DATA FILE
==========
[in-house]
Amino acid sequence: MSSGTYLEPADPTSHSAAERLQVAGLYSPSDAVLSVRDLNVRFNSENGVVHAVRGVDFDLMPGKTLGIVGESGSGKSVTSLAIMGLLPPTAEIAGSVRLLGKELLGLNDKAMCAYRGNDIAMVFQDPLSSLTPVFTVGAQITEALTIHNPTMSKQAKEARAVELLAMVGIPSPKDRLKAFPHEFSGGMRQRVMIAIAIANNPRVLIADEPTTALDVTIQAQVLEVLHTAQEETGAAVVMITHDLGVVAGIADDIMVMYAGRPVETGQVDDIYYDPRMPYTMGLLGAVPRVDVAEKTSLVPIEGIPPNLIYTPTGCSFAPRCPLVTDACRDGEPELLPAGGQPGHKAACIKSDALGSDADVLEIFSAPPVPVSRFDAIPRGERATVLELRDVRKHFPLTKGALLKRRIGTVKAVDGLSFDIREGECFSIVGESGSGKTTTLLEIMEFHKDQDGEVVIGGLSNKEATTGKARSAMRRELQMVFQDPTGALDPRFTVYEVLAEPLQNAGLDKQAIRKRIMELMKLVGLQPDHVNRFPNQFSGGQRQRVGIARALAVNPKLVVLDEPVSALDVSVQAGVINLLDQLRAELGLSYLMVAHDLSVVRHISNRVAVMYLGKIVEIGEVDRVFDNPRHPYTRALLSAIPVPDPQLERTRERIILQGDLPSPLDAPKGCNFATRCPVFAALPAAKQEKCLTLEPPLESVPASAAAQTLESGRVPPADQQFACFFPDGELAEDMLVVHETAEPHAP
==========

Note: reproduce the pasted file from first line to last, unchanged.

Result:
[in-house]
Amino acid sequence: MSSGTYLEPADPTSHSAAERLQVAGLYSPSDAVLSVRDLNVRFNSENGVVHAVRGVDFDLMPGKTLGIVGESGSGKSVTSLAIMGLLPPTAEIAGSVRLLGKELLGLNDKAMCAYRGNDIAMVFQDPLSSLTPVFTVGAQITEALTIHNPTMSKQAKEARAVELLAMVGIPSPKDRLKAFPHEFSGGMRQRVMIAIAIANNPRVLIADEPTTALDVTIQAQVLEVLHTAQEETGAAVVMITHDLGVVAGIADDIMVMYAGRPVETGQVDDIYYDPRMPYTMGLLGAVPRVDVAEKTSLVPIEGIPPNLIYTPTGCSFAPRCPLVTDACRDGEPELLPAGGQPGHKAACIKSDALGSDADVLEIFSAPPVPVSRFDAIPRGERATVLELRDVRKHFPLTKGALLKRRIGTVKAVDGLSFDIREGECFSIVGESGSGKTTTLLEIMEFHKDQDGEVVIGGLSNKEATTGKARSAMRRELQMVFQDPTGALDPRFTVYEVLAEPLQNAGLDKQAIRKRIMELMKLVGLQPDHVNRFPNQFSGGQRQRVGIARALAVNPKLVVLDEPVSALDVSVQAGVINLLDQLRAELGLSYLMVAHDLSVVRHISNRVAVMYLGKIVEIGEVDRVFDNPRHPYTRALLSAIPVPDPQLERTRERIILQGDLPSPLDAPKGCNFATRCPVFAALPAAKQEKCLTLEPPLESVPASAAAQTLESGRVPPADQQFACFFPDGELAEDMLVVHETAEPHAP